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How Much Does Experience Equality Matter?

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Image: DC
Just about a year ago in this space, I wondered whether 2021 would be the year of the employee experience. My answer to that question is mixed: It was certainly the year of talking a lot about employee experience, but it definitely wasn’t the year of solving employee experience.
Some of that has to do with the halting progress of the return-to-office. Strange as it may sound to some folks, it wasn’t until earlier this month that I was on my first videoconference where some of the participants were together in a conference room instead of everyone connecting in from their desktop. And that whole experience equality thing they’ve been talking about? It’s real — real, bad.
I was struck by how poor the experience of interacting with the people in the remote conference room was. In a roomful of people I know personally, I couldn’t have identified any of them from their tiny, distant faces. Of course, half the people in the room weren’t even in the frame. It was essentially an audio conference with a picture that you were better off just ignoring.
What’s changed in two years is that we used to accept this reality of room video, and now we don’t. Our baseline expectation for a videoconference is that we can see people’s faces well enough to feel like we’re having some real engagement with each individual.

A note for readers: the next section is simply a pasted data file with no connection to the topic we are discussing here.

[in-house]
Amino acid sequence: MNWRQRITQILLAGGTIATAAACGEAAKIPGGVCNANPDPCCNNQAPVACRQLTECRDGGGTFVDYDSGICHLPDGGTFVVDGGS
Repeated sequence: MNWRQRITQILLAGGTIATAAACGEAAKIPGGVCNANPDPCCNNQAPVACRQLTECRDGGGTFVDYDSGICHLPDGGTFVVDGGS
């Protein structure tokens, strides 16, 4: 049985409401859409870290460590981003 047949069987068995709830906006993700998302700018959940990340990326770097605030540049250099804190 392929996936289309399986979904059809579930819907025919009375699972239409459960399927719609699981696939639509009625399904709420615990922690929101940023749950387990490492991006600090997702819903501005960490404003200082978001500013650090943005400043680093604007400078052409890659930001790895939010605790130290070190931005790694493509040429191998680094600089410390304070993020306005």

None of this is news to a lot of people, but the question now becomes: How big a problem is this lack of meeting experience equality?
Because ultimately, in that first call I was on and another I’ve had since we got our business done even with a suboptimal experience of interacting with meeting room-based participants. Maybe because these were people I already knew, I could mentally fill in the picture of what they looked like as they were speaking. And in any case, I don’t see my colleagues’ faces on a lot of desktop-based videoconferences anymore: Half the time, at least on internal calls, everyone’s turned their video off anyway.
So, when we consider employee experience in 2022, we’ll have to think about when and why it’s important for people to appear on video in a way that allows for real face-to-face engagement. The conventional wisdom is that people in meeting rooms are disadvantaged by legacy systems that present the standard bad view. But these meetings won’t be happening in a vacuum. Which employees will be in those meeting rooms in the first place? Will we be living in a world where the higher-ups (and those who want to be) are coming into the office in hopes of coaxing a return-to-workplace that most employees seem clearly reluctant to embrace? If so, the company dynamic may outweigh the immediate experience of the meeting.
Those are some of the considerations we’ll address at Enterprise Connect Orlando 2022. We have a session on Video Meeting Equality: Why It Matters and How to Achieve It, led by Ira Weinstein of Recon Research. As the title suggests, this session will make the case for why enterprises need to strive for this equality. The rest of our Video Collaboration/AV track will tackle related topics.
I hope you can join us in Orlando from March 21 – 24 for Enterprise Connect 2022. Our program is online now, and it covers everything from video to contact centers to CPaaS and much more. In the meantime, I hope you have a wonderful holiday season, and you get to be up close and in person with the people who mean the most to you as we head into an unpredictable 2022.